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MRI of the posterior fossa of a young adult demonstrates a cystic mass in the superior aspect of the left cerebellar hemisphere. An excentric solid component is seen anterolaterally which is somewhat hypointense on T1 and hyperintense on T2 compared to adjacent brain. A minor degree of high T2 signal is seen surrounding the mass consistent with edema.
Following administration of contrast the solid component enhances vividly , with no evidence of enhancement of the cyst wall. Features are consistent with a hemangioblastoma of cerebellum. (confirmed histologically)
No other lesions are identified to suggest underlying von Hippel Lindau syndrome.
The patient went on to have a resection.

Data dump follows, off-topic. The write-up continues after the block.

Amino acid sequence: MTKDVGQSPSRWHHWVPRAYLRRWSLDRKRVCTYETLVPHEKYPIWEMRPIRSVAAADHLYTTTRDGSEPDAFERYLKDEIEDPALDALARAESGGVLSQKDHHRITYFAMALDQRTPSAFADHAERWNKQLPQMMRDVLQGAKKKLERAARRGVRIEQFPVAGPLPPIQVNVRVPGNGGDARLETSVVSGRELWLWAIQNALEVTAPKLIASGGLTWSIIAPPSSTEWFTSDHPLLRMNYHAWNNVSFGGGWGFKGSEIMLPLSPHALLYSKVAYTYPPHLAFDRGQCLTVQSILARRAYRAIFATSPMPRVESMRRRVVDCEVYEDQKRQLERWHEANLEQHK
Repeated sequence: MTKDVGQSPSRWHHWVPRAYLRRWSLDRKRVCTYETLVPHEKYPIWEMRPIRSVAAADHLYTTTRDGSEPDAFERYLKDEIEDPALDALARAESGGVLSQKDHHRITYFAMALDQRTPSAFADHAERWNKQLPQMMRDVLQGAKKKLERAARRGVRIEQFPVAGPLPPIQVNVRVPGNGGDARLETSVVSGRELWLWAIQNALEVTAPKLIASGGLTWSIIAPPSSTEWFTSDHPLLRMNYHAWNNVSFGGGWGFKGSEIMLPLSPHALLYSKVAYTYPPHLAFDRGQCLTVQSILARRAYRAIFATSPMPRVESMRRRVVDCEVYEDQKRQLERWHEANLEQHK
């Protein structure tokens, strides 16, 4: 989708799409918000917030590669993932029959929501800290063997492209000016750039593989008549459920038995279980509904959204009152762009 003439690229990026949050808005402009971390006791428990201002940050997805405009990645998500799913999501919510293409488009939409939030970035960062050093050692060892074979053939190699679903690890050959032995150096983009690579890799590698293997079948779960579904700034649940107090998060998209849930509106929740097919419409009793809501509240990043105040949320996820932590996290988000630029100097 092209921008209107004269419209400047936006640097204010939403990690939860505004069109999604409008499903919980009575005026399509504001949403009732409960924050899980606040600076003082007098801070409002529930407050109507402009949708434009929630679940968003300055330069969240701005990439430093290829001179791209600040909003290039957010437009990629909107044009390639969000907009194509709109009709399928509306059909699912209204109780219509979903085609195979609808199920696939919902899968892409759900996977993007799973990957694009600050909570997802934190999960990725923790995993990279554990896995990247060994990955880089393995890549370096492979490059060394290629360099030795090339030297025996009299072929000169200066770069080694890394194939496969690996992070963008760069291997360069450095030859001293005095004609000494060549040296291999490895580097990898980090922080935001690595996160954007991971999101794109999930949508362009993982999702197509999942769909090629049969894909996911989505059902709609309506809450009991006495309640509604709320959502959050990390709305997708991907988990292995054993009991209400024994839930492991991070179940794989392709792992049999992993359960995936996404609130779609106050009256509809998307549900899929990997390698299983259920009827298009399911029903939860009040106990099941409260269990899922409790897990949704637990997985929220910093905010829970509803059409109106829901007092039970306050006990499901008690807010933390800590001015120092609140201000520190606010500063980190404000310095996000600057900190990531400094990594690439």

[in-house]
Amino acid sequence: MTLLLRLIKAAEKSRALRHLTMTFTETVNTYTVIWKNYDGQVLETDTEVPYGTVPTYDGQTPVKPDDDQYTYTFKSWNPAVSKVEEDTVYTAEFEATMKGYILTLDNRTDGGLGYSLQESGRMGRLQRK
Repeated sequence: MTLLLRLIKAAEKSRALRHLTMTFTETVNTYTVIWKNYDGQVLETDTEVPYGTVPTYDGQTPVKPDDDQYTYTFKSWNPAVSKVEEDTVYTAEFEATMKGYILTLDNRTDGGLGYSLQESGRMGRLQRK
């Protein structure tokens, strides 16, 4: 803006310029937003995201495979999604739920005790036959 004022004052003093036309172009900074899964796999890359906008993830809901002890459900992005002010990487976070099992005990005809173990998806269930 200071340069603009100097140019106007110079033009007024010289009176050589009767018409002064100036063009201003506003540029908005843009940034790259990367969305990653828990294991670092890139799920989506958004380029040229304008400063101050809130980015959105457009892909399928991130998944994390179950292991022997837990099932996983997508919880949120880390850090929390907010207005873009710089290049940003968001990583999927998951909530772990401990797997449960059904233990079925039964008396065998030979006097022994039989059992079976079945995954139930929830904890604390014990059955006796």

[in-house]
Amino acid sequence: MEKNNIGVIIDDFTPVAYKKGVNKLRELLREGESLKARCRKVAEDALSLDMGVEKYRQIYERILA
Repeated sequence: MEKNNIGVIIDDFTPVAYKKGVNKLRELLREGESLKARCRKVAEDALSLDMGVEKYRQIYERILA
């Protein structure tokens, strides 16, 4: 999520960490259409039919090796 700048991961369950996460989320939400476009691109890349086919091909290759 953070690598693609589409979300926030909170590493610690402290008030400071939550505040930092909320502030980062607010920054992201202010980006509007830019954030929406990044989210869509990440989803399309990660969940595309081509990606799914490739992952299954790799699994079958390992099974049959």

On sectioning of the larger specimen, it has an outer rim of dark red, friable tissue resembling clot with central soft red tissue resembling blood.
The sections show that the lesion is comprised of numerous thin-walled vessels. Between these vessels there are stromal cells, which have rounded nuclei. Some of the nuclei are hyperchromatic and large. No mitotic figures are seen. There is cerebellum, which shows atrophy as evidenced by rarefaction of the granular layer and loss of Purkinje cells. Granular PAS-positivity, removed by diastase digestion, is evident in stromal cells. The tumor shows numerous reticulin fibrils. Immunohistochemistry shows that the tumor is negative for glial fibrillary acidic protein, epithelial membrane antigen and keratin. There are numerous small-diameter CD31-positive vessels within the tumor.
FINAL DIAGNOSIS: hemangioblastoma